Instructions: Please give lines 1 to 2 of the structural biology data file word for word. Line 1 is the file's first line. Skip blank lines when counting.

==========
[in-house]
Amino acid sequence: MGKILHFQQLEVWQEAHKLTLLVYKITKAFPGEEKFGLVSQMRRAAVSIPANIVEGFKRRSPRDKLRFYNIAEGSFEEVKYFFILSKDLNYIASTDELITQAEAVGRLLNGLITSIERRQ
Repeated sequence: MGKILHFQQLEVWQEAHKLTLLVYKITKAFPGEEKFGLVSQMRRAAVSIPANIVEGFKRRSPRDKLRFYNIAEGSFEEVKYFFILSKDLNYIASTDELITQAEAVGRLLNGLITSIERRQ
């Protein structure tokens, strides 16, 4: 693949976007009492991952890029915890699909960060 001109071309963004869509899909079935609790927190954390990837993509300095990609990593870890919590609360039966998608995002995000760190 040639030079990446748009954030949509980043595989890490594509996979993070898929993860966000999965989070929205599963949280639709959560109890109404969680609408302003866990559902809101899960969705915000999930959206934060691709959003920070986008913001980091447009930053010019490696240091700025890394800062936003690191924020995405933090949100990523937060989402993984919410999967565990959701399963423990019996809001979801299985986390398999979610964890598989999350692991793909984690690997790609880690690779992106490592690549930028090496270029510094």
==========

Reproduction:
[in-house]
Amino acid sequence: MGKILHFQQLEVWQEAHKLTLLVYKITKAFPGEEKFGLVSQMRRAAVSIPANIVEGFKRRSPRDKLRFYNIAEGSFEEVKYFFILSKDLNYIASTDELITQAEAVGRLLNGLITSIERRQ